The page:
The una-anarchist who saw evil in organized empathy
The Unabomber, Theodore Kaczynski, gained notoriety for his crude bombings across the US between 1978 and 1995. In his manifesto, he called for the overthrow of the economic and technological basis of society and criticised the psychological tendencies of the left. Kaczynski committed suicide in prison aged 81.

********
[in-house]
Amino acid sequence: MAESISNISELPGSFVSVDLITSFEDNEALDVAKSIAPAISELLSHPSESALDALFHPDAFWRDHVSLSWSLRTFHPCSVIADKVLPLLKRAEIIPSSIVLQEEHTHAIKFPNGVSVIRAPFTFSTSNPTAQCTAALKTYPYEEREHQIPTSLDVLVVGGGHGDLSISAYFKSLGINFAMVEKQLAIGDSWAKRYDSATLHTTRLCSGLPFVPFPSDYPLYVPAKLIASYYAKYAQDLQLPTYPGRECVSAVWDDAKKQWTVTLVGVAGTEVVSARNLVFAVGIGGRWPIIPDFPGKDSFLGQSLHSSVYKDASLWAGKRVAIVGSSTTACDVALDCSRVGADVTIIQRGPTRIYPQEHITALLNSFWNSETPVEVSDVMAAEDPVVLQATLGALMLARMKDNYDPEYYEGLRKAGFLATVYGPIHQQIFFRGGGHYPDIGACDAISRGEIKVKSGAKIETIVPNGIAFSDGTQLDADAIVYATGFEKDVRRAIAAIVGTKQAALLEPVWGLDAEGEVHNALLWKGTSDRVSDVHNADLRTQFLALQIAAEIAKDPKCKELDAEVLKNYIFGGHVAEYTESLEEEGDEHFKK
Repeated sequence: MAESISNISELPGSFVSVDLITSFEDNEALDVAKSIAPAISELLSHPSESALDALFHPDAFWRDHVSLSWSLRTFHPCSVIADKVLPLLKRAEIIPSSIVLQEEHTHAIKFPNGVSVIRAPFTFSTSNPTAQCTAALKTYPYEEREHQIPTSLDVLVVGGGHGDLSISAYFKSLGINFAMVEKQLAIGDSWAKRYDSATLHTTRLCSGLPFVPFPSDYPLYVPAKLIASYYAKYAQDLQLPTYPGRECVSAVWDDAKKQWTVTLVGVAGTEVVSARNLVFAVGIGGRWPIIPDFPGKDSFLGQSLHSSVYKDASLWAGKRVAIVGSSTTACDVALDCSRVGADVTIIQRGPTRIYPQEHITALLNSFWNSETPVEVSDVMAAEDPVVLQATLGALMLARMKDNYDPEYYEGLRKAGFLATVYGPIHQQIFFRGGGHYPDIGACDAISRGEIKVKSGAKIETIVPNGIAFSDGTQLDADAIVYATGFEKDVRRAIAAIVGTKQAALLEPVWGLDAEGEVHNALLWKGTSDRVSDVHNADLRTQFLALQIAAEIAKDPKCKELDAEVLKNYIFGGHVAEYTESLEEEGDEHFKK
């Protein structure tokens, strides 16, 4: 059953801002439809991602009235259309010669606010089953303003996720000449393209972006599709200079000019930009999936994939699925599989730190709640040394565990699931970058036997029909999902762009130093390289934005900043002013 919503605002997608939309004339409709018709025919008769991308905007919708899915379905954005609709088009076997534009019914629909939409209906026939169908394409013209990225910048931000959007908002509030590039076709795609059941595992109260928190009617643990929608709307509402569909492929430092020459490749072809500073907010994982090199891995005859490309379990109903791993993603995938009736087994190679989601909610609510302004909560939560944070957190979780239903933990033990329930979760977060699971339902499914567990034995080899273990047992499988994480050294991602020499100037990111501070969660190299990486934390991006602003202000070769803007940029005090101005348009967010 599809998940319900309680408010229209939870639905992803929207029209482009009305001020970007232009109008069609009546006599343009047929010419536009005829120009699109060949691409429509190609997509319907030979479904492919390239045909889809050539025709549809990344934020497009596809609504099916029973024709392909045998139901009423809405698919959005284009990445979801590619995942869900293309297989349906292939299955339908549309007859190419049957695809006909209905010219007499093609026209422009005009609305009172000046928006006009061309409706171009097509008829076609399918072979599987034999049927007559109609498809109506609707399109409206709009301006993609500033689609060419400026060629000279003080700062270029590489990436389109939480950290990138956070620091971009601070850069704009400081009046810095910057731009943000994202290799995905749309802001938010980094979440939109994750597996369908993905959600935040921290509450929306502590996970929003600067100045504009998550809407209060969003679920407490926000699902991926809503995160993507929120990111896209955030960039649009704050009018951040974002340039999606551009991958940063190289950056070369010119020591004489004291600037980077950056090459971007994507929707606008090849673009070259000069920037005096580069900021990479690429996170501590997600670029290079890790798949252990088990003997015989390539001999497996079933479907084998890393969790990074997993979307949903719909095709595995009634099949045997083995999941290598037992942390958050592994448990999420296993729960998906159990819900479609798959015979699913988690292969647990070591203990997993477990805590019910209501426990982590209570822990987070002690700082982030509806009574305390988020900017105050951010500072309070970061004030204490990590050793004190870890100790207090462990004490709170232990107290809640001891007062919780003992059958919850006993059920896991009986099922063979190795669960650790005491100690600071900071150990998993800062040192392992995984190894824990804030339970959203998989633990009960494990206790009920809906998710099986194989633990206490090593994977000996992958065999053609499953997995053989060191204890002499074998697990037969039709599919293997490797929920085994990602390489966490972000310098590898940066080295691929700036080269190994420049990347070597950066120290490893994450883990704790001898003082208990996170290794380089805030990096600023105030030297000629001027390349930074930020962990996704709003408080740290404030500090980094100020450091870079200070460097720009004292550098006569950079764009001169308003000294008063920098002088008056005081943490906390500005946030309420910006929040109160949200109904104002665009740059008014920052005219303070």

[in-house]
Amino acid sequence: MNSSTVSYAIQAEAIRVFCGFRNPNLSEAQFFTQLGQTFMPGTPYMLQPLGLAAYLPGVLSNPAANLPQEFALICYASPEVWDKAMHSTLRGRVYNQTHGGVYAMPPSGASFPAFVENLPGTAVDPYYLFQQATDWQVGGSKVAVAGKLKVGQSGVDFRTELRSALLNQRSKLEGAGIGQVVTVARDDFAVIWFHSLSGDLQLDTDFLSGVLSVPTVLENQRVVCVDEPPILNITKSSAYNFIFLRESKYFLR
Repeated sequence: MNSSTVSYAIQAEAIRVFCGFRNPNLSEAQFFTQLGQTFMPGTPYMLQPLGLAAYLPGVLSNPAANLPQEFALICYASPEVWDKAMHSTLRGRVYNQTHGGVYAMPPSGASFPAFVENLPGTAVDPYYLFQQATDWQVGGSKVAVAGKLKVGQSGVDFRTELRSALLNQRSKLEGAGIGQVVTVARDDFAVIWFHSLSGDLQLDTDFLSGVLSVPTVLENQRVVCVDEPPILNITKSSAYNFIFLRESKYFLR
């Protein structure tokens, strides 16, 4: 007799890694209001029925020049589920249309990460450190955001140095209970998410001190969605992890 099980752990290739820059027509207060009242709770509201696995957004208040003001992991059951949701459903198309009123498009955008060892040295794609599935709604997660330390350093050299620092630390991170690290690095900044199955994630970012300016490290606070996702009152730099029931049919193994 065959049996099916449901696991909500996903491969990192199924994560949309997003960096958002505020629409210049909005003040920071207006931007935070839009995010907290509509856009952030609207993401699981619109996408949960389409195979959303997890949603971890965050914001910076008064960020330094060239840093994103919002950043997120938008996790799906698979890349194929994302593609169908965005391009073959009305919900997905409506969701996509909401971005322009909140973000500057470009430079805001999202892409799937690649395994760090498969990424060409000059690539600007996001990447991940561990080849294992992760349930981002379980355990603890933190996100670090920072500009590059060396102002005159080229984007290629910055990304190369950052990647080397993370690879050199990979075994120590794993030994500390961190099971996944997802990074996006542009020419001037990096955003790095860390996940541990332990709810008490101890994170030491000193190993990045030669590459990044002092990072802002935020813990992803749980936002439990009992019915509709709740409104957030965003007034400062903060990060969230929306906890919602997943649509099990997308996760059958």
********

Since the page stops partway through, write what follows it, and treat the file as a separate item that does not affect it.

As a columnist, I have never needed a reason, like a news angle or even your interest, to talk about things. So, to discuss the philosophy of a forgotten public figure, I did not need him to be in the news. But I had to wait for the death of a man widely known as ‘Unabomber’ to talk about his ideas. Between 1978 and 1995, he detonated crude bombs that he mailed or hand delivered across the US. He killed three and wounded more than 20. His victims were chosen by him, but he had no personal grudge against them. To him, they were symbols of technology and industrialization, which he blamed for the “disaster" that was modern life. His victims were mostly employees of universities and airlines, the reason why the US Federal Bureau of Investigation called him ‘Unabom’, which stood for “University-and-airlines bomber". The media eventually named him Unabomber.